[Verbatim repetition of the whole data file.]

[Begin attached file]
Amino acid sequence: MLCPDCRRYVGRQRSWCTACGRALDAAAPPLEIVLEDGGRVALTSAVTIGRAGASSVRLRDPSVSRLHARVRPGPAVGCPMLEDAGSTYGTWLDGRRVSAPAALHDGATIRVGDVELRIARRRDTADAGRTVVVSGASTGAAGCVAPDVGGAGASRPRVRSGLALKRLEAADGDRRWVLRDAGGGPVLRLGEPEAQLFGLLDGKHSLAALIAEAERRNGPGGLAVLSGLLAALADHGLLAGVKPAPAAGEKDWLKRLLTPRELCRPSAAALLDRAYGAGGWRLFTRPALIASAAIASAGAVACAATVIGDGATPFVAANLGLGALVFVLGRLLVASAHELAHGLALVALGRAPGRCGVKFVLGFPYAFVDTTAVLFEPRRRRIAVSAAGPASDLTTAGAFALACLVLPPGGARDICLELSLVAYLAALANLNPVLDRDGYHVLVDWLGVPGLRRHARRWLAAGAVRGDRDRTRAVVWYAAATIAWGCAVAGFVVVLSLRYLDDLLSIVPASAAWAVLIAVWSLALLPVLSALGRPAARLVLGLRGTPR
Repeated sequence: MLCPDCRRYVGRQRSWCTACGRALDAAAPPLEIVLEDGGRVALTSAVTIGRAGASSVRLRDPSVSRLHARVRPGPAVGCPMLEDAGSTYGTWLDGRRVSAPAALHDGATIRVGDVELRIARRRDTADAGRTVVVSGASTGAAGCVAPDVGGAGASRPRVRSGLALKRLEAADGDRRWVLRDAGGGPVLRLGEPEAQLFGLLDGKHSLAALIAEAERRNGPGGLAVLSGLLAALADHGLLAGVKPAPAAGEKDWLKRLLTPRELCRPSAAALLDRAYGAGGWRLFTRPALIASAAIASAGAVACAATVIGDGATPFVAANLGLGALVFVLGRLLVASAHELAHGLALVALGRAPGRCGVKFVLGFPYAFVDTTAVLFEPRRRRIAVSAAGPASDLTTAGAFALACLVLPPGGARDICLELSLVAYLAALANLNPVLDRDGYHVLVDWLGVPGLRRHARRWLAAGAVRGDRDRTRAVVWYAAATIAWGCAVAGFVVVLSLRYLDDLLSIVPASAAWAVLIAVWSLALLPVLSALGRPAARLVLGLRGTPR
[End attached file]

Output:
Amino acid sequence: MLCPDCRRYVGRQRSWCTACGRALDAAAPPLEIVLEDGGRVALTSAVTIGRAGASSVRLRDPSVSRLHARVRPGPAVGCPMLEDAGSTYGTWLDGRRVSAPAALHDGATIRVGDVELRIARRRDTADAGRTVVVSGASTGAAGCVAPDVGGAGASRPRVRSGLALKRLEAADGDRRWVLRDAGGGPVLRLGEPEAQLFGLLDGKHSLAALIAEAERRNGPGGLAVLSGLLAALADHGLLAGVKPAPAAGEKDWLKRLLTPRELCRPSAAALLDRAYGAGGWRLFTRPALIASAAIASAGAVACAATVIGDGATPFVAANLGLGALVFVLGRLLVASAHELAHGLALVALGRAPGRCGVKFVLGFPYAFVDTTAVLFEPRRRRIAVSAAGPASDLTTAGAFALACLVLPPGGARDICLELSLVAYLAALANLNPVLDRDGYHVLVDWLGVPGLRRHARRWLAAGAVRGDRDRTRAVVWYAAATIAWGCAVAGFVVVLSLRYLDDLLSIVPASAAWAVLIAVWSLALLPVLSALGRPAARLVLGLRGTPR
Repeated sequence: MLCPDCRRYVGRQRSWCTACGRALDAAAPPLEIVLEDGGRVALTSAVTIGRAGASSVRLRDPSVSRLHARVRPGPAVGCPMLEDAGSTYGTWLDGRRVSAPAALHDGATIRVGDVELRIARRRDTADAGRTVVVSGASTGAAGCVAPDVGGAGASRPRVRSGLALKRLEAADGDRRWVLRDAGGGPVLRLGEPEAQLFGLLDGKHSLAALIAEAERRNGPGGLAVLSGLLAALADHGLLAGVKPAPAAGEKDWLKRLLTPRELCRPSAAALLDRAYGAGGWRLFTRPALIASAAIASAGAVACAATVIGDGATPFVAANLGLGALVFVLGRLLVASAHELAHGLALVALGRAPGRCGVKFVLGFPYAFVDTTAVLFEPRRRRIAVSAAGPASDLTTAGAFALACLVLPPGGARDICLELSLVAYLAALANLNPVLDRDGYHVLVDWLGVPGLRRHARRWLAAGAVRGDRDRTRAVVWYAAATIAWGCAVAGFVVVLSLRYLDDLLSIVPASAAWAVLIAVWSLALLPVLSALGRPAARLVLGLRGTPR